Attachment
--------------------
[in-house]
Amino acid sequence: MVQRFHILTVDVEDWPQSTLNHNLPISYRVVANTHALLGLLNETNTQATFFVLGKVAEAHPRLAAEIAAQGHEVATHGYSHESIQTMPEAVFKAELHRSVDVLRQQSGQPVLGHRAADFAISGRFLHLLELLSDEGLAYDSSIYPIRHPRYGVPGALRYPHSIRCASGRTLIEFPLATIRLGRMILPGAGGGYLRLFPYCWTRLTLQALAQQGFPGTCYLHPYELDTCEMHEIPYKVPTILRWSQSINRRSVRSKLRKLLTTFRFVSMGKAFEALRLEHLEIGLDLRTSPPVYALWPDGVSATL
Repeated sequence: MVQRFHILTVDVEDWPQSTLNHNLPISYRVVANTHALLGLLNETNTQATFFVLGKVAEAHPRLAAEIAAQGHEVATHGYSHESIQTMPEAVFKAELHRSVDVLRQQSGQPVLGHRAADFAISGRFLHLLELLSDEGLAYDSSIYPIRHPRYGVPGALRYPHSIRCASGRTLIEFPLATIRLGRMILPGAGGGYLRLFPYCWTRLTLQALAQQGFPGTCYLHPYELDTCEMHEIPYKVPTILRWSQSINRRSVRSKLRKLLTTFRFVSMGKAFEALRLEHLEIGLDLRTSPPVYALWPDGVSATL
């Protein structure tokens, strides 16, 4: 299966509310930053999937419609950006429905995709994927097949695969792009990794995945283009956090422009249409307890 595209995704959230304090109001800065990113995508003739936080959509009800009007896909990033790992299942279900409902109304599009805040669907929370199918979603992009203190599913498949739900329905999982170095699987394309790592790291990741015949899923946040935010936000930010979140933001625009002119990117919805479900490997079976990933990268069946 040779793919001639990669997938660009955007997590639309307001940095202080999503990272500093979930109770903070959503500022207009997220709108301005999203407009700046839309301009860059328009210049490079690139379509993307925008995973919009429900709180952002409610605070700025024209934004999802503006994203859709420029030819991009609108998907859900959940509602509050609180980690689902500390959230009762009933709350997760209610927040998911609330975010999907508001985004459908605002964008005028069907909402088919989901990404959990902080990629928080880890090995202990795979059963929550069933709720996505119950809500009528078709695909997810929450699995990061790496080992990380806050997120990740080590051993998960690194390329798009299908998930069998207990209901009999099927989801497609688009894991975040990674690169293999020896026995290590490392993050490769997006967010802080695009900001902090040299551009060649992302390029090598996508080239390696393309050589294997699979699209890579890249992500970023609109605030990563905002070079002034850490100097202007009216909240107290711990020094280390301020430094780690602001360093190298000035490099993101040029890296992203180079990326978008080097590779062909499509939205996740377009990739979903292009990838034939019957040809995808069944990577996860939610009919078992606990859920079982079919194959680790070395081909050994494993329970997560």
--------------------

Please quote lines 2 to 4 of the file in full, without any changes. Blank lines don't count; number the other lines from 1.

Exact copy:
Amino acid sequence: MVQRFHILTVDVEDWPQSTLNHNLPISYRVVANTHALLGLLNETNTQATFFVLGKVAEAHPRLAAEIAAQGHEVATHGYSHESIQTMPEAVFKAELHRSVDVLRQQSGQPVLGHRAADFAISGRFLHLLELLSDEGLAYDSSIYPIRHPRYGVPGALRYPHSIRCASGRTLIEFPLATIRLGRMILPGAGGGYLRLFPYCWTRLTLQALAQQGFPGTCYLHPYELDTCEMHEIPYKVPTILRWSQSINRRSVRSKLRKLLTTFRFVSMGKAFEALRLEHLEIGLDLRTSPPVYALWPDGVSATL
Repeated sequence: MVQRFHILTVDVEDWPQSTLNHNLPISYRVVANTHALLGLLNETNTQATFFVLGKVAEAHPRLAAEIAAQGHEVATHGYSHESIQTMPEAVFKAELHRSVDVLRQQSGQPVLGHRAADFAISGRFLHLLELLSDEGLAYDSSIYPIRHPRYGVPGALRYPHSIRCASGRTLIEFPLATIRLGRMILPGAGGGYLRLFPYCWTRLTLQALAQQGFPGTCYLHPYELDTCEMHEIPYKVPTILRWSQSINRRSVRSKLRKLLTTFRFVSMGKAFEALRLEHLEIGLDLRTSPPVYALWPDGVSATL
């Protein structure tokens, strides 16, 4: 299966509310930053999937419609950006429905995709994927097949695969792009990794995945283009956090422009249409307890 595209995704959230304090109001800065990113995508003739936080959509009800009007896909990033790992299942279900409902109304599009805040669907929370199918979603992009203190599913498949739900329905999982170095699987394309790592790291990741015949899923946040935010936000930010979140933001625009002119990117919805479900490997079976990933990268069946 040779793919001639990669997938660009955007997590639309307001940095202080999503990272500093979930109770903070959503500022207009997220709108301005999203407009700046839309301009860059328009210049490079690139379509993307925008995973919009429900709180952002409610605070700025024209934004999802503006994203859709420029030819991009609108998907859900959940509602509050609180980690689902500390959230009762009933709350997760209610927040998911609330975010999907508001985004459908605002964008005028069907909402088919989901990404959990902080990629928080880890090995202990795979059963929550069933709720996505119950809500009528078709695909997810929450699995990061790496080992990380806050997120990740080590051993998960690194390329798009299908998930069998207990209901009999099927989801497609688009894991975040990674690169293999020896026995290590490392993050490769997006967010802080695009900001902090040299551009060649992302390029090598996508080239390696393309050589294997699979699209890579890249992500970023609109605030990563905002070079002034850490100097202007009216909240107290711990020094280390301020430094780690602001360093190298000035490099993101040029890296992203180079990326978008080097590779062909499509939205996740377009990739979903292009990838034939019957040809995808069944990577996860939610009919078992606990859920079982079919194959680790070395081909050994494993329970997560």